Parris Island in the Summer

Ellie, Alex and I were sitting at breakfast Monday when the phone rang. It was a sunny summer morning. The doors and windows were open and the air was fresh and cool. It was the kind of morning that makes you happy just because everything seems too perfect. Now you all know Ellie of course, but you may not all know Alex.

Alex is my first born. He is just short of six feet tall, good looking and intelligent. He has an easy going demeanor until you get to know him better and beneath that exterior is a pretty hot temper. He doesn’t get angry fast, but when he gets angry, you don’t want to be on the receiving end. There is lots more to Alex, too, and for the past six months we have been discovering what else sits below the surface.

Alex is one of these guys who has taken a while to find himself. Now 22, he puttered aimlessly through college and it wasn’t until I lost my job that things really needed to change. His dad and I sat him down for one of “those talks.” In addition to assuming responsibility for himself and his education, we suggested he consider military service. We did this after careful thought and a lot of discussion. Alex received his parental admonitions with silence. But he did take action. He visited the Army, Air Force and the Marines. It was the latter branch that caught his fancy. He took the practice admission test, got the record best score for his recruiting station and something caught fire with him. Not content with his score, he got a test prep book and studied. When he headed to Albany for the real test, he got a perfect score. Alex began to work out daily at the recruiting station. Over the course of weeks he became stronger and gained in physical presence. Was he really taller? He began to carry himself with authority. He could do 105 sit-ups in two minutes, 9 pull-ups and shaved minutes off his three mile run. He was given responsibility for a small squad of poolees. He wanted his squad to excel and began to anticipate what they would need to learn next and to guide them in learning and doing more. On Saturdays the recruiting office would have mini-boot camps. Alex and the other poolees would head off to hike up Bear Mountain with a 40 pount pack, dummy M-16 for training exercises. Twelve hours later he would return. Tired, sunburned, scraped, but without a word of complaint. He became the Alex that we always knew was there. He had found his passion.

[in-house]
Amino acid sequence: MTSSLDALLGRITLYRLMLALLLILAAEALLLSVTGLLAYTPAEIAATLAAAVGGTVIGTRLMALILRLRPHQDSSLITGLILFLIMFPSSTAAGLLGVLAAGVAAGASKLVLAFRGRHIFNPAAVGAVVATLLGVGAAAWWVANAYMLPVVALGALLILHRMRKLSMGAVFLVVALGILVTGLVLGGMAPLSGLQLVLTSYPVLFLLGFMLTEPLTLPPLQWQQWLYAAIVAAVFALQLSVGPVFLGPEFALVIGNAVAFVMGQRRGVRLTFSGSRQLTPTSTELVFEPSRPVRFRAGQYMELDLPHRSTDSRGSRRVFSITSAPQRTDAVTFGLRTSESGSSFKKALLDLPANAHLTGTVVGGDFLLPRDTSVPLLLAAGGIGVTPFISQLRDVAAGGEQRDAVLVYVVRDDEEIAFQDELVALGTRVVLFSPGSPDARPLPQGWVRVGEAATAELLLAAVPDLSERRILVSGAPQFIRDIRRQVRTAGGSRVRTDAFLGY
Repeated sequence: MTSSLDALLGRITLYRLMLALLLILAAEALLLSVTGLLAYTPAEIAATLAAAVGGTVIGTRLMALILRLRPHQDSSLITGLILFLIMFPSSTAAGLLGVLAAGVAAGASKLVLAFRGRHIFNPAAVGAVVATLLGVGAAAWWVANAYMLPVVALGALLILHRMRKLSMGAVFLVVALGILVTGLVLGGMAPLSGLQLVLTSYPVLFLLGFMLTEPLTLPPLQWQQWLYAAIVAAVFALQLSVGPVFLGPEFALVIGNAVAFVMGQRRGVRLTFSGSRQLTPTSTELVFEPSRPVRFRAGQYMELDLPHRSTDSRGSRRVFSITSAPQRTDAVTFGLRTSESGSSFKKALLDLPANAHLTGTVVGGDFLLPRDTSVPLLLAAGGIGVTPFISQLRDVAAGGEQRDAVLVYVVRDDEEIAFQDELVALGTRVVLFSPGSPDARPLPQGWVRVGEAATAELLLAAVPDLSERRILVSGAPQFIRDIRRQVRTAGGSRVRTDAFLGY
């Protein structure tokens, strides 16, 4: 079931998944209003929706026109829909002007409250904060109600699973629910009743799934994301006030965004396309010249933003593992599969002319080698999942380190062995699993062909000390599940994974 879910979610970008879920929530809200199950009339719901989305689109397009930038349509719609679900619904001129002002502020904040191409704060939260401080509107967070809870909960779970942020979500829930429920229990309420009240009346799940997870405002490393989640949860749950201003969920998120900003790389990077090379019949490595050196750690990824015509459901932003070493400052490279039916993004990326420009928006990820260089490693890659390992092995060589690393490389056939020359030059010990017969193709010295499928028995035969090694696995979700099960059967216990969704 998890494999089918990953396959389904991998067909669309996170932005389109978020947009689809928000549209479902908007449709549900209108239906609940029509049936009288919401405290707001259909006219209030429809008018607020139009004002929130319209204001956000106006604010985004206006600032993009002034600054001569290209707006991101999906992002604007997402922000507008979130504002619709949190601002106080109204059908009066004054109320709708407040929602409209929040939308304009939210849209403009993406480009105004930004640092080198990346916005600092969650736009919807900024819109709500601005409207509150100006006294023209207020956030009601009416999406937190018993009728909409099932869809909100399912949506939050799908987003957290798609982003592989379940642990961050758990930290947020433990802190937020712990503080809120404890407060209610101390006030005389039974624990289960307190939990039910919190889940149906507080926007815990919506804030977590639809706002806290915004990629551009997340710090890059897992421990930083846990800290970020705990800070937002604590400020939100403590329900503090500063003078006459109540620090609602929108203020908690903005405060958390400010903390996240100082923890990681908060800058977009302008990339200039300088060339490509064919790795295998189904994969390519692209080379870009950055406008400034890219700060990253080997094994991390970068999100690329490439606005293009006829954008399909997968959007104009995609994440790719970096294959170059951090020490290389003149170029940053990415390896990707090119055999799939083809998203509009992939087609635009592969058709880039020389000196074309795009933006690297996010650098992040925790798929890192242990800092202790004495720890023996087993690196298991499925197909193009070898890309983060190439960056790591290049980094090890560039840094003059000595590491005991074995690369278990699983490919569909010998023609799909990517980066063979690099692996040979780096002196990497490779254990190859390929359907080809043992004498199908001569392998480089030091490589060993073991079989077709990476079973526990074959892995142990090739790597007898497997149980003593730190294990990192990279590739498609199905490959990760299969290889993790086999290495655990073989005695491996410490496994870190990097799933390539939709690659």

Ellie and I were teasing Alex as he spoke on the phone that morning. With energy and conviction, Alex’s end of the conversation consisted of “Yes, Sir, Sargentmartin.” Sargent Martin was one word with the end of sargent disappearing into Martin. “Yes, Sergent Martin.” “I understand, Sergent Martin.” Alex spoke with respect and admiration. He hung up the phone and said, “I go to boot camp today.”

Poolee Frost